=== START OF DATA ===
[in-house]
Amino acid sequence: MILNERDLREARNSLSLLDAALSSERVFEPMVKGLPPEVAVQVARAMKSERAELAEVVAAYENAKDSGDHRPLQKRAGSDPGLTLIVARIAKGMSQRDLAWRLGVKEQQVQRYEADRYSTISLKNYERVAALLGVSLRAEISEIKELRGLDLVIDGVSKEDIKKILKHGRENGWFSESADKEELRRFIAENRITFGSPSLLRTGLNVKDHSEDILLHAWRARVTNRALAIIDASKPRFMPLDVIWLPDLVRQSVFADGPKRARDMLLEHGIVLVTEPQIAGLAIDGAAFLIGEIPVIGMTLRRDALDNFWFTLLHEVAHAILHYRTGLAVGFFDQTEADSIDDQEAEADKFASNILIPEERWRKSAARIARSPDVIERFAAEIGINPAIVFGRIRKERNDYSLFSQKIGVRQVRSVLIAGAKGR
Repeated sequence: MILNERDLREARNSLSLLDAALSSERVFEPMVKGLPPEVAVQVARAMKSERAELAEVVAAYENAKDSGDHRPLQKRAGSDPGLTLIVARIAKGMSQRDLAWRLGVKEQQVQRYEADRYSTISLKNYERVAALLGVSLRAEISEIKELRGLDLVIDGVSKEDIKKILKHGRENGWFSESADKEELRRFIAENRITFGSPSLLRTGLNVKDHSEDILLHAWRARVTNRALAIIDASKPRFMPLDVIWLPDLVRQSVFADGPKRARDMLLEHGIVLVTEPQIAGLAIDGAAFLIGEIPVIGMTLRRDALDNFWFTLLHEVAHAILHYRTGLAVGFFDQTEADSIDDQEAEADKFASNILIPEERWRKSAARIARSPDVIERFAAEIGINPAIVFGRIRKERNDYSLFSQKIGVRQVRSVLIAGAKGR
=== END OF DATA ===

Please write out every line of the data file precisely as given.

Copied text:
[in-house]
Amino acid sequence: MILNERDLREARNSLSLLDAALSSERVFEPMVKGLPPEVAVQVARAMKSERAELAEVVAAYENAKDSGDHRPLQKRAGSDPGLTLIVARIAKGMSQRDLAWRLGVKEQQVQRYEADRYSTISLKNYERVAALLGVSLRAEISEIKELRGLDLVIDGVSKEDIKKILKHGRENGWFSESADKEELRRFIAENRITFGSPSLLRTGLNVKDHSEDILLHAWRARVTNRALAIIDASKPRFMPLDVIWLPDLVRQSVFADGPKRARDMLLEHGIVLVTEPQIAGLAIDGAAFLIGEIPVIGMTLRRDALDNFWFTLLHEVAHAILHYRTGLAVGFFDQTEADSIDDQEAEADKFASNILIPEERWRKSAARIARSPDVIERFAAEIGINPAIVFGRIRKERNDYSLFSQKIGVRQVRSVLIAGAKGR
Repeated sequence: MILNERDLREARNSLSLLDAALSSERVFEPMVKGLPPEVAVQVARAMKSERAELAEVVAAYENAKDSGDHRPLQKRAGSDPGLTLIVARIAKGMSQRDLAWRLGVKEQQVQRYEADRYSTISLKNYERVAALLGVSLRAEISEIKELRGLDLVIDGVSKEDIKKILKHGRENGWFSESADKEELRRFIAENRITFGSPSLLRTGLNVKDHSEDILLHAWRARVTNRALAIIDASKPRFMPLDVIWLPDLVRQSVFADGPKRARDMLLEHGIVLVTEPQIAGLAIDGAAFLIGEIPVIGMTLRRDALDNFWFTLLHEVAHAILHYRTGLAVGFFDQTEADSIDDQEAEADKFASNILIPEERWRKSAARIARSPDVIERFAAEIGINPAIVFGRIRKERNDYSLFSQKIGVRQVRSVLIAGAKGR